Learn more about how Lewisham Council breached my rights under the Data Protection Act 1998 and the Human Rights Act 1998.
Please see the Data Protection Breaches section for the details about the actual breaches by Lewisham Council.
Data Protection Act : What the Law says
The first principle requires the processing to be fair and lawful and to take place with the data subject’s consent. Individuals should be able to choose whether or not their personal data is disclosed to a third-party, unless one of the Data Protection Act’s specific exemptions applies. In this case it is clear that they do not:
Lewisham Council is a public authority and therefore should only be entitled to rely on the defence “qualified privilege” in respect of a defamatory publication if it the publication was consistent with its public law duties; if the related investigation has been fairly conducted; if the subsequent investigation report and hearing outcome
(a) is about a serious matter of genuine public interest
(b) only contains judgments and apportionment of blame where they are supported by the factual findings, and
(c) only contains criticisms of people which have been put to them in advance of publication, with an opportunity for them to respond and, subject to the requirements of observing confidentiality, those responses are fairly represented in the report
(d) should only publish information disclose or the purpose of and to the extent necessary for performance of its public duty and in accordance with its obligations under the HRA;
A public authority should only be entitled to rely on the defence “qualified privilege” in respect of a defamatory publication if it the publication was consistent with its public law duties; if the related investigation has been fairly conducted; if the subsequent investigation report and hearing outcome only contains criticisms of people which have been put to them in advance of publication, with an opportunity for them to respond and, subject to the requirements of observing confidentiality, those responses are fairly represented in the report;
1.1. The Data Protection Act defines personal data as that which relates to a living individual who can be identified. Data is defined as information which is processed automatically or recorded with the intention to process automatically or recorded as, or with the intention that it be, part of a manual ‘relevant filing system’ which is further defined in the Act. ‘Processing’ of the data is widely defined and covers all manner of use including obtaining, recording, holding, altering, retrieving, destroying or disclosing data. The First Principle of the act relates to processing of any personal data. Lewisham Council failed to seek my consent in relation to this. In particular, if anyone is deceived or misled when the information is obtained, then this is unlikely to be fair;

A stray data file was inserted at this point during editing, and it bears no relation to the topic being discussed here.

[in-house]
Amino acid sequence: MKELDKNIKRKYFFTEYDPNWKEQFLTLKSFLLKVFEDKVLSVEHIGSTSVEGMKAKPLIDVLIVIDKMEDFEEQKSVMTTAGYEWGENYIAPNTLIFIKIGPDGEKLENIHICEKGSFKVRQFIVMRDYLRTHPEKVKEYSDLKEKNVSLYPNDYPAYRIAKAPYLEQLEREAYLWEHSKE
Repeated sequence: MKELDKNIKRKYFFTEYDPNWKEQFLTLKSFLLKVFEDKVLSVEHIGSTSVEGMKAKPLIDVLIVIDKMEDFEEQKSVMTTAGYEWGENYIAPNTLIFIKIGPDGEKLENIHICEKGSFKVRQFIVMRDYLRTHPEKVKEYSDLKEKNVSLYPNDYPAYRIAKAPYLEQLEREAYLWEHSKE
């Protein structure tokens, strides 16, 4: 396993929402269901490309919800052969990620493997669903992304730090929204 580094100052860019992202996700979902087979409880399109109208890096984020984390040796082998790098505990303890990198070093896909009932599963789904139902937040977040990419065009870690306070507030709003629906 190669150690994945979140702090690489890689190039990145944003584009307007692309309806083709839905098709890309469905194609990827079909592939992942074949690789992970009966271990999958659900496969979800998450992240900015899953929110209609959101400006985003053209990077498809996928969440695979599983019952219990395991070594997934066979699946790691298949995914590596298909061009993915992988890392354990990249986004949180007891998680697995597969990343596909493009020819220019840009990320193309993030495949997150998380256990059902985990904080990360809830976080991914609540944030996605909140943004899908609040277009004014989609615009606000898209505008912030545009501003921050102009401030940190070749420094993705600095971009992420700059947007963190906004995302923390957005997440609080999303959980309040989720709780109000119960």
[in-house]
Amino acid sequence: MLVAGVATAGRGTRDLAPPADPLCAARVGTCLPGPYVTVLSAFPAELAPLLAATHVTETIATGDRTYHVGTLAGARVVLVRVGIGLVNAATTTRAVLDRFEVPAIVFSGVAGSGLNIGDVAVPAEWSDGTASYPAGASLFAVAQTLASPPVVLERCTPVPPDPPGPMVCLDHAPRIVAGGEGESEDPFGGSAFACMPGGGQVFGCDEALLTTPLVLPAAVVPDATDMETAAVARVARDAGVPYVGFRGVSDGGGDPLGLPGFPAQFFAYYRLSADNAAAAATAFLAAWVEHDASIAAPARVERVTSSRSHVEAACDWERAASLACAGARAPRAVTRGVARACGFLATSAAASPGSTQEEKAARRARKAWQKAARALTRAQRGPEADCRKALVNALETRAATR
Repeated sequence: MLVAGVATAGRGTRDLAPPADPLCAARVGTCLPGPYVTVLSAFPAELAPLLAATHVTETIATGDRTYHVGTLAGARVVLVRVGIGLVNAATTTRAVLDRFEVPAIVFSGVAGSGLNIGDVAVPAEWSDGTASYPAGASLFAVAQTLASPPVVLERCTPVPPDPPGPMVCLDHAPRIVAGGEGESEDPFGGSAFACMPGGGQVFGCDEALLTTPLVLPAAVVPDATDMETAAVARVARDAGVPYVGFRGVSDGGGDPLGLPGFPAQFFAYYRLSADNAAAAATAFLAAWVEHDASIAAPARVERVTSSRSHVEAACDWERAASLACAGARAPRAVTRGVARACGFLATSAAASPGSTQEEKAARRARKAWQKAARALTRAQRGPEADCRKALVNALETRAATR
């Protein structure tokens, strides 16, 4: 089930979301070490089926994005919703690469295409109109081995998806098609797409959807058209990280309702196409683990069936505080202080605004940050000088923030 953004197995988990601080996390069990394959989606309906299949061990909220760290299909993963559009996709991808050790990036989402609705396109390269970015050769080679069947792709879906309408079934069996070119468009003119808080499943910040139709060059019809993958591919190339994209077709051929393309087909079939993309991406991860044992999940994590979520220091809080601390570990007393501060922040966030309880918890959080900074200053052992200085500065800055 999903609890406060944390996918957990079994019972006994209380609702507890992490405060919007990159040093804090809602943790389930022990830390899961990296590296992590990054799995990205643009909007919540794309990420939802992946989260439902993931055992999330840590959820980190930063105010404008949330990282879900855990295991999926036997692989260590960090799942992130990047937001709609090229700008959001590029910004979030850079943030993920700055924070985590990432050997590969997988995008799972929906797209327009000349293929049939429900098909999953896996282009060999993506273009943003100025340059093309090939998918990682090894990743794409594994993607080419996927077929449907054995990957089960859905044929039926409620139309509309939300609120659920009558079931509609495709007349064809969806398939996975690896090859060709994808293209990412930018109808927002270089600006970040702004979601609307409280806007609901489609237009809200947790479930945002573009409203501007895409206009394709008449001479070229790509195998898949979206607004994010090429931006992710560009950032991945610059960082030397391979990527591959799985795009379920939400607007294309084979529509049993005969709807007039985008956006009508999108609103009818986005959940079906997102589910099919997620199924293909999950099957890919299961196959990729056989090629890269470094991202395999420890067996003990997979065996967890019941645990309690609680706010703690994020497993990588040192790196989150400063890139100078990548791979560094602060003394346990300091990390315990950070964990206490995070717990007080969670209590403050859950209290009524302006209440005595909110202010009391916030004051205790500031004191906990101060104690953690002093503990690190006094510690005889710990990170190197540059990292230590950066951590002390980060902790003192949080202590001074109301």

1.2. More stringent protection is provided for sensitive data, which includes data about racial or ethnic origin, physical or mental health or condition, and sexual life;
1.3. In the case of the processing of sensitive personal data, at least one of the conditions in Schedule 3 of the DPA must also be met. In order for sensitive personal data to be processed fairly it must meet one of the conditions in Schedule 3 as well as at least one of the conditions in Schedule 2;
1.4. The means used to impair my Article 8 rights were more than was necessary to accomplish any legitimate aim and a fair balance was not struck between the my rights and the interests of Lewisham Council.
Such a balance would have been properly struck if and only if the Defendants’ had:
a) properly investigated the allegations and seeking proper corroboration of the allegations;